Warriors season preview: The four key questions

After a stretch where the Warriors made five straight NBA Finals and won three rings, the team has had a rough two years. Can the Warriors get back into title contention? Or will they remain on the outside looking in? It could all depend on these four key questions facing the Warriors as they head into the 2021-22 season.

When will Klay Thompson return, and will he be the same?

There are many reasons why the Warriors had the rest of the league on its back foot from 2014 to the 2019 Finals, but it all comes back to the Splash Brothers. The three-point shot has never been more valuable, and the Warriors were built around a backcourt featuring two of the best shooters in the history of basketball.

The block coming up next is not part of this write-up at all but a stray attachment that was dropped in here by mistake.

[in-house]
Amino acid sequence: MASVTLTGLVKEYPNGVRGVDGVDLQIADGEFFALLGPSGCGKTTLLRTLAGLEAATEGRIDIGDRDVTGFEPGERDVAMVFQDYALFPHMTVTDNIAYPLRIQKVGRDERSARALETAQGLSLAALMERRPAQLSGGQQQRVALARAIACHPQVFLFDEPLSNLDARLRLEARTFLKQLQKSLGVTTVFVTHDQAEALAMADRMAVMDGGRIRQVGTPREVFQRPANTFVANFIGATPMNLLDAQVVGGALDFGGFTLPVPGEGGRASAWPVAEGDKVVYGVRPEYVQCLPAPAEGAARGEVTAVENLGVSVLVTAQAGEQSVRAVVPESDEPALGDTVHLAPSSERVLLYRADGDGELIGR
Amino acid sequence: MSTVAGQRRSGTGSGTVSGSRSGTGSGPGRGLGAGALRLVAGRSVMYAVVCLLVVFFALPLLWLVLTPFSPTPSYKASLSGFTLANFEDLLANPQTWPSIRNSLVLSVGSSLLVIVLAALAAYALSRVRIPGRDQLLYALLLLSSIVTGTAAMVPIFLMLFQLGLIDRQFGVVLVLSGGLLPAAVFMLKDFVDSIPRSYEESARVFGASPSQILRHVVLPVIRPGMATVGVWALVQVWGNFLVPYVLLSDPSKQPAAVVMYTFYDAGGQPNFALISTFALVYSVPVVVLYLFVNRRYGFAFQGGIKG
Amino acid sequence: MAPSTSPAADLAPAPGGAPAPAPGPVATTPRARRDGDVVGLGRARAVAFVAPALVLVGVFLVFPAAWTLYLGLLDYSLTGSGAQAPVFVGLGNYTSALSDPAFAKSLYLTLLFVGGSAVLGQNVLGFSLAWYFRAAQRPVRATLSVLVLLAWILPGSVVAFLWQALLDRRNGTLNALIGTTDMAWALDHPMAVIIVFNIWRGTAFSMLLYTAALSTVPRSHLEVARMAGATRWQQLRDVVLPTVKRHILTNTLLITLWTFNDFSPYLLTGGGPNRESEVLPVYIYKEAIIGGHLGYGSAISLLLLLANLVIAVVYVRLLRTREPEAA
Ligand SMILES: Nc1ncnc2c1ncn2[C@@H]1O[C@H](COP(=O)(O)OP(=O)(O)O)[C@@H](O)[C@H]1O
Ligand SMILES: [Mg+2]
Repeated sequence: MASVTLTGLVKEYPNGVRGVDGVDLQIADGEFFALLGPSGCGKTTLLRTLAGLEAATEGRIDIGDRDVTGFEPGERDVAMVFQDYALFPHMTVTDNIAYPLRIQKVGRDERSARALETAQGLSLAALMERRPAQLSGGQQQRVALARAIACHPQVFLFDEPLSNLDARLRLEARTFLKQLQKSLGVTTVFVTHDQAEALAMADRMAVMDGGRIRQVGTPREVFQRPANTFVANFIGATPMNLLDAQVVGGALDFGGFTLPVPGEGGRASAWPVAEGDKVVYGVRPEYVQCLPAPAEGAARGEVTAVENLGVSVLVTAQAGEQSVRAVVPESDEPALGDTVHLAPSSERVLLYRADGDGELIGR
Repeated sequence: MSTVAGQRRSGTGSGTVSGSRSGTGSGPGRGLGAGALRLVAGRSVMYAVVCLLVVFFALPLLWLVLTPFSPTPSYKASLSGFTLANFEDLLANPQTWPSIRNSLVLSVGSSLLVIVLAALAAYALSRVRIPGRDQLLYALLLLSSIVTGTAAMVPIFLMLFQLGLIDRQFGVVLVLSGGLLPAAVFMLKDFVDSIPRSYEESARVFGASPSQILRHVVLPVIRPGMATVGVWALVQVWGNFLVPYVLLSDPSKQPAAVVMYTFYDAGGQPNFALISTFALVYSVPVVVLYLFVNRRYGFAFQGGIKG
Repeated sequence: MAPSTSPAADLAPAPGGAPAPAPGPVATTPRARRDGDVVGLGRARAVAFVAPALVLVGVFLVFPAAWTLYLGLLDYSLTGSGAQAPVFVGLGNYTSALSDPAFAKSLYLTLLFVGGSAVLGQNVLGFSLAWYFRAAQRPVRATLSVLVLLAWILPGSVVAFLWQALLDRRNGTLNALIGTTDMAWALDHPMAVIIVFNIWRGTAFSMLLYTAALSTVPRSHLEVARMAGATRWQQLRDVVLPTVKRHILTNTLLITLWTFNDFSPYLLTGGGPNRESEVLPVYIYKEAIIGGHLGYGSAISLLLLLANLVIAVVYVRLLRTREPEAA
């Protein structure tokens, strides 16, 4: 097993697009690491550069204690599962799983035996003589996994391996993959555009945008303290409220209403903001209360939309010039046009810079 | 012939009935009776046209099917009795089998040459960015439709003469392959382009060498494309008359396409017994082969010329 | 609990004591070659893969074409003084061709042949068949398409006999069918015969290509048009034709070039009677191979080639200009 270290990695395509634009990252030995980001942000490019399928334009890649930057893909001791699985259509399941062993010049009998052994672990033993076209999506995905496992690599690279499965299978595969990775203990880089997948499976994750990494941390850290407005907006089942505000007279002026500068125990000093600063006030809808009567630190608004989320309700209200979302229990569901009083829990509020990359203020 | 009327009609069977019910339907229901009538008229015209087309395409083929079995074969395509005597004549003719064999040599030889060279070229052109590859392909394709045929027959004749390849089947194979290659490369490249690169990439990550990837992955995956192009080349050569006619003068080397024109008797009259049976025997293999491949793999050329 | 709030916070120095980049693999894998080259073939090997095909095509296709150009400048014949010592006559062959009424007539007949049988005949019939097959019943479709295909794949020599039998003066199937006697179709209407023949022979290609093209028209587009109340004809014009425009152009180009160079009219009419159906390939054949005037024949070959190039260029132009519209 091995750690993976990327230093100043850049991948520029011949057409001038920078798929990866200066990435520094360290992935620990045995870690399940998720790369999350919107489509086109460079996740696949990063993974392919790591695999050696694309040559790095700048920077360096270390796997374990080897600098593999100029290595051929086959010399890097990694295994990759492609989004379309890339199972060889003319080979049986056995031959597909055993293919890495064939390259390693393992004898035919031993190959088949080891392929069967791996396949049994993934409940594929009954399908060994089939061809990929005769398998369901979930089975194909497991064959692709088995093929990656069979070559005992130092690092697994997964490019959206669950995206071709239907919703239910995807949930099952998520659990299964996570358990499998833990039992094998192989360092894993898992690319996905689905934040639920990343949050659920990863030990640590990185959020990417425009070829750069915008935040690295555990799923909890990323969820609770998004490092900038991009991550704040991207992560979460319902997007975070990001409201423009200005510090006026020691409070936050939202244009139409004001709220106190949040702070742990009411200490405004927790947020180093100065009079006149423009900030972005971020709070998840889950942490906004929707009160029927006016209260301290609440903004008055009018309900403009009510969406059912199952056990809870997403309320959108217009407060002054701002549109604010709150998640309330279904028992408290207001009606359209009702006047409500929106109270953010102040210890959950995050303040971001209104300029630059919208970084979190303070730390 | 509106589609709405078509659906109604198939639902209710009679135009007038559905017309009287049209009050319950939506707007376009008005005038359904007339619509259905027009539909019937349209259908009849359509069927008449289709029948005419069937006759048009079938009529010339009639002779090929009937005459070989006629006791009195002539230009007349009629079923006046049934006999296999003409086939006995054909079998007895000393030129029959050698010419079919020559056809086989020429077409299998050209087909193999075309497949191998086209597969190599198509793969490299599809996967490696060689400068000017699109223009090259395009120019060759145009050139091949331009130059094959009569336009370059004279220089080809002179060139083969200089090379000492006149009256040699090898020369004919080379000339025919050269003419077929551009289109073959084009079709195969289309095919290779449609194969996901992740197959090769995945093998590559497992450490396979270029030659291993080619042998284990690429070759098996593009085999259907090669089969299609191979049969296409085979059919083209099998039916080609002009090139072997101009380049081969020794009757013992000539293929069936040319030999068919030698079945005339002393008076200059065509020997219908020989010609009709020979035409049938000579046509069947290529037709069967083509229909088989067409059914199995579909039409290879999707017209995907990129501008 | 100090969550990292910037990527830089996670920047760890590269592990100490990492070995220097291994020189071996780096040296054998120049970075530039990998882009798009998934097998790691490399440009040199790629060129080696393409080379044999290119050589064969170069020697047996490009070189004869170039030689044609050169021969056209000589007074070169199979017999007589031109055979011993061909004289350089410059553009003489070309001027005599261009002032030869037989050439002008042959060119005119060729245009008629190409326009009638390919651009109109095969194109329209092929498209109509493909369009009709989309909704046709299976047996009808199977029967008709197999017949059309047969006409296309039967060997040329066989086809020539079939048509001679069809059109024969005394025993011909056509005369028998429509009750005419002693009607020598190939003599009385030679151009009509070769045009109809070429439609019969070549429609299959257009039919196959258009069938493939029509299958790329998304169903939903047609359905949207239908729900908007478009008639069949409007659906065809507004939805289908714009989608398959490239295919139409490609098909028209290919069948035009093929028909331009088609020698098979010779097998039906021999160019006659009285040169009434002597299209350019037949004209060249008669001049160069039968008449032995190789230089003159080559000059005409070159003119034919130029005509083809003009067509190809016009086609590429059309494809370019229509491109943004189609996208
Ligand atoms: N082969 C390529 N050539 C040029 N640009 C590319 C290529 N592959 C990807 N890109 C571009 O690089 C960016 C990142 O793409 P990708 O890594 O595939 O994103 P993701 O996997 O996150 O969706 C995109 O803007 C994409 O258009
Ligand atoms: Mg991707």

Not coincidentally, the Warriors have yet to win a postseason game since Thompson tore his ACL in Game 6 of the 2019 NBA Finals, which caused him to miss the entire 2019-20 season. Things went from bad to worse when Thompson tore his Achilles in a pickup game and consequently missed the entire 2020-21 season. The last time he played an official game for the Warriors, COVID-19 was just a random collection of letters.